House of Parliament, London.

Why soaring interest rates are affecting national debt and could mean tax rises

by Phil Clerkin on September 12, 2023

High inflation and rising interest rates aren’t just affecting households, they’re affecting the UK’s public finances too. Forecasts suggest the government may need to implement tax rises to avoid debt spiralling. 

According to the Office for National Statistics, at the end of July 2023, public sector debt was an eye-watering £2.57 trillion. That is the equivalent of around 98.5% of GDP. 

As the UK pays interest on the debt, and rates are rising, costs may increase significantly. 

According to a report by Sky News, the UK has faster rising debt servicing costs than other G7 countries because it has a higher share of inflation-linked debt.  

A quarter of the UK’s debt is linked to inflation. As a result, the cost of repaying debt has increased sharply over the last 18 months.

Among G7 countries, Italy has the second largest amount of inflation-linked debt, but at 12% it’s far smaller than the UK’s. 

While the pace of inflation is starting to slow, there are long-term consequences that could lead to UK debt soaring. 

The Office for Budget Responsibility has warned debt could soar to 300% of GDP 

In its fiscal risk and sustainability report, the Office for Budget Responsibility (OBR) noted that shocks have been a “major driver” of debt so far this century. Unexpected events, including the 2008 financial crisis and the Covid-19 pandemic, have led to borrowing soaring.

The OBR warned that unless the government takes steps to permanently increase taxes or cut public spending it would be on track for “unsustainable debt”.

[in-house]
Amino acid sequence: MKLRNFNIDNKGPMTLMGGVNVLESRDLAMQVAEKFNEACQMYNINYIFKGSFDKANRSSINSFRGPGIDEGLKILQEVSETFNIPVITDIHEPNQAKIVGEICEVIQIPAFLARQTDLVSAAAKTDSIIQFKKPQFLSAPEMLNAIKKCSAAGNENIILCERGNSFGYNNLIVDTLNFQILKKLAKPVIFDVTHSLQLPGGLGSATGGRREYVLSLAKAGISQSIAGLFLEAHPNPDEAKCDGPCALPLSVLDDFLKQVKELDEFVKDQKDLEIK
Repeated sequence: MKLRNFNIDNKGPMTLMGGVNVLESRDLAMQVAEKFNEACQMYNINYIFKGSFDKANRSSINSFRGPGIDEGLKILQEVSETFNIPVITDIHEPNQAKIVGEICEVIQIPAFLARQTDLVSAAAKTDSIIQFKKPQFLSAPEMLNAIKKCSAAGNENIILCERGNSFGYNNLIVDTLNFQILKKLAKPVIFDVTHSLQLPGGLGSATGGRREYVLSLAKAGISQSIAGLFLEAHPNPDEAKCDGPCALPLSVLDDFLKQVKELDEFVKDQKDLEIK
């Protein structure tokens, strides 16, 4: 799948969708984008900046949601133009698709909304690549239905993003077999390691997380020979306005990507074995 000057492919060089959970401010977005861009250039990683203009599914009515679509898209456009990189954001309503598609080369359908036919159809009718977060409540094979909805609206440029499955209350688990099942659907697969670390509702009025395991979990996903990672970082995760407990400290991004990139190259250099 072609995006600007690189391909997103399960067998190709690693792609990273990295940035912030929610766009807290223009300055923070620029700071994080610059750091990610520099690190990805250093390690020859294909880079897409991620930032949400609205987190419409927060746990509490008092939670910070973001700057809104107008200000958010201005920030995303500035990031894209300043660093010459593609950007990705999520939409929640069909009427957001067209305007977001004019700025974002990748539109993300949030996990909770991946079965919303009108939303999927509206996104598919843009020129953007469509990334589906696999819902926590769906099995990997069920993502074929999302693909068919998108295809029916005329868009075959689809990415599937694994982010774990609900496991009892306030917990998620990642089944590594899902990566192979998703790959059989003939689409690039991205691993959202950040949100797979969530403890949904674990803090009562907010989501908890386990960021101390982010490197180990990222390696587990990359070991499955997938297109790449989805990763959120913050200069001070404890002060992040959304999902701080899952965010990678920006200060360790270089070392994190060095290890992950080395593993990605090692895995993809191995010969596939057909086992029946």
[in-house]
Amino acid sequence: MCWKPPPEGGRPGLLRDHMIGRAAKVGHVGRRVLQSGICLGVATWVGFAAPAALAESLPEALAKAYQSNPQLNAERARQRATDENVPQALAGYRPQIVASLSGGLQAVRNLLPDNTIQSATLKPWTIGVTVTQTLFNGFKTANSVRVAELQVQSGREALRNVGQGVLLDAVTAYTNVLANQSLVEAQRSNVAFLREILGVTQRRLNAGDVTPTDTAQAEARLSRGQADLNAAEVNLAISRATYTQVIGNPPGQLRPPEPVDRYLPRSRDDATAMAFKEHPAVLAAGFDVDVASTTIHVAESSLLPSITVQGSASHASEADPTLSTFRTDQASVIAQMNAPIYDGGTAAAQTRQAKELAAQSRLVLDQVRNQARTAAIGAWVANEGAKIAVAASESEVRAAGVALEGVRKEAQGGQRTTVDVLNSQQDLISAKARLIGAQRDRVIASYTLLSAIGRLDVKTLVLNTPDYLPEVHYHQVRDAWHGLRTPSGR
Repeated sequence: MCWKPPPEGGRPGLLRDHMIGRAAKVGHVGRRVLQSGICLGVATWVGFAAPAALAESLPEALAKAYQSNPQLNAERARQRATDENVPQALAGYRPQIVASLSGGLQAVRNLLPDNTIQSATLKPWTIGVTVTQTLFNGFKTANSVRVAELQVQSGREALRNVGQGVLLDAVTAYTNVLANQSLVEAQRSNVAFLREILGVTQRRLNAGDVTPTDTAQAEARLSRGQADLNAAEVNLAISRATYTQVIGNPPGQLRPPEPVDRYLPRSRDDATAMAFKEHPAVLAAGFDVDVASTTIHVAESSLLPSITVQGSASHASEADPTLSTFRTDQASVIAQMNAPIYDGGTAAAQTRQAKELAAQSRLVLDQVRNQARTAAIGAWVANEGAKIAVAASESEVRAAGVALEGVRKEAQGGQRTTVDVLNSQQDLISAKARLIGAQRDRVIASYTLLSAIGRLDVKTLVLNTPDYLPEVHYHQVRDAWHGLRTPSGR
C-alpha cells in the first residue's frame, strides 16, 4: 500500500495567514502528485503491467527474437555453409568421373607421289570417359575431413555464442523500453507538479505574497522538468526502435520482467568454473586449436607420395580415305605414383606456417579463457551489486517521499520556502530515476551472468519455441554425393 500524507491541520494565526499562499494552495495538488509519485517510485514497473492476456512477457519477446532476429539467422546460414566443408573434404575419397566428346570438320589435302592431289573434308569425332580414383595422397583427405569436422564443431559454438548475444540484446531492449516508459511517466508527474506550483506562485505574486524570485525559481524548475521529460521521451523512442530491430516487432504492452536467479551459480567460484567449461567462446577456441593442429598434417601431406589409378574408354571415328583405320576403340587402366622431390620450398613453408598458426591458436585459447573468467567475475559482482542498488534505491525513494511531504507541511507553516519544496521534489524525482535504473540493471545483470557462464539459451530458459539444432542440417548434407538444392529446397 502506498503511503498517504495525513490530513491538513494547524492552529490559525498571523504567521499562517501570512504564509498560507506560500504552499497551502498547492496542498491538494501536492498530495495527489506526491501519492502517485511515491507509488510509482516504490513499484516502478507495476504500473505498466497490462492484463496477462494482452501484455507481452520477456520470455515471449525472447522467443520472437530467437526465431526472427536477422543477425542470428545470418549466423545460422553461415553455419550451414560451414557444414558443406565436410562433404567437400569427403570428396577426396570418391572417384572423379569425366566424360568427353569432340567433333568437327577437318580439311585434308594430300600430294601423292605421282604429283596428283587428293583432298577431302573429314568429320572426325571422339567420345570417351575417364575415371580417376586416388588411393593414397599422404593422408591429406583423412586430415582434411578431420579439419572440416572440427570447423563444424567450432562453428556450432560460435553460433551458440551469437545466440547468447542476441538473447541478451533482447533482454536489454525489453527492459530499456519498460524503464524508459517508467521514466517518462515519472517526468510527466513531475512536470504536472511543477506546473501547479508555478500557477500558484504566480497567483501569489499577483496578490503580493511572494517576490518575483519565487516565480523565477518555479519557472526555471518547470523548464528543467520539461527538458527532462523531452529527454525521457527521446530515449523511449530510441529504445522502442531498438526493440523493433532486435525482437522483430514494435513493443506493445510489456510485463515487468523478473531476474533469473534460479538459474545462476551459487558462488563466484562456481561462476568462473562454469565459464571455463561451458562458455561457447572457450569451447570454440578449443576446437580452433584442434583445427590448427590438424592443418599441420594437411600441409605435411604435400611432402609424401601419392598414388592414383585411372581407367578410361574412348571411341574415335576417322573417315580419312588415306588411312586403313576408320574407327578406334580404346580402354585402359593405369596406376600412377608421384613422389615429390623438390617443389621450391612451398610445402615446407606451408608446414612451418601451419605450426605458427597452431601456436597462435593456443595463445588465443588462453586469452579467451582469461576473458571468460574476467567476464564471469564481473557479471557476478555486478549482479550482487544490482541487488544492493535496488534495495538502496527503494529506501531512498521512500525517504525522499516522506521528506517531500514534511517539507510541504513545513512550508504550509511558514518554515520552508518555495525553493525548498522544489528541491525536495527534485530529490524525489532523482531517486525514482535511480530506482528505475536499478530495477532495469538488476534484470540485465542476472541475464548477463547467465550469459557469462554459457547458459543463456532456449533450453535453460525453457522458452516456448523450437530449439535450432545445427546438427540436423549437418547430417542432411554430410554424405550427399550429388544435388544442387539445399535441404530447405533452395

The report says: “By the end of our medium-term forecast period, we project debt to reach about 100% of GDP, after which it rises to over 300% of GDP by 2072/73.

“If a government wanted instead to keep debt from rising above 100% of GDP over the long term, this would require a permanent increase in taxes and/or cut in spending of 4.4% of GDP in 2028/29.”

If the UK continued to experience shocks at a “similar intensity” to what we have seen so far this century, debt could soar to above 500% of GDP by the mid-2070s – twice the historic high at the end of the second world war.

However, the OBR adds: “One would assume that policymakers would take action before debt would be allowed to reach that level.”

With the next general election scheduled to be held no later than 24 January 2025, prime minister Rishi Sunak is likely to face pressure to set out plans to get government debt under control. 

Cuts and freezes to allowances have already increased the tax burden of many people 

Since becoming chancellor in 2020, and then prime minister in 2022, Sunak has already slashed tax allowances that could affect your plans.

Among the allowances cut are: 

  • Capital Gains Tax (CGT) is a tax you pay on the profit you make when you dispose of certain assets, such as second properties or investments you don’t hold in a tax-efficient wrapper. Previously, individuals could make profits of up to £12,300 before CGT was due thanks to the annual exempt amount. However, this allowance fell to £6,000 in 2023/24 and is set to halve to just £3,000 on 6 April 2024.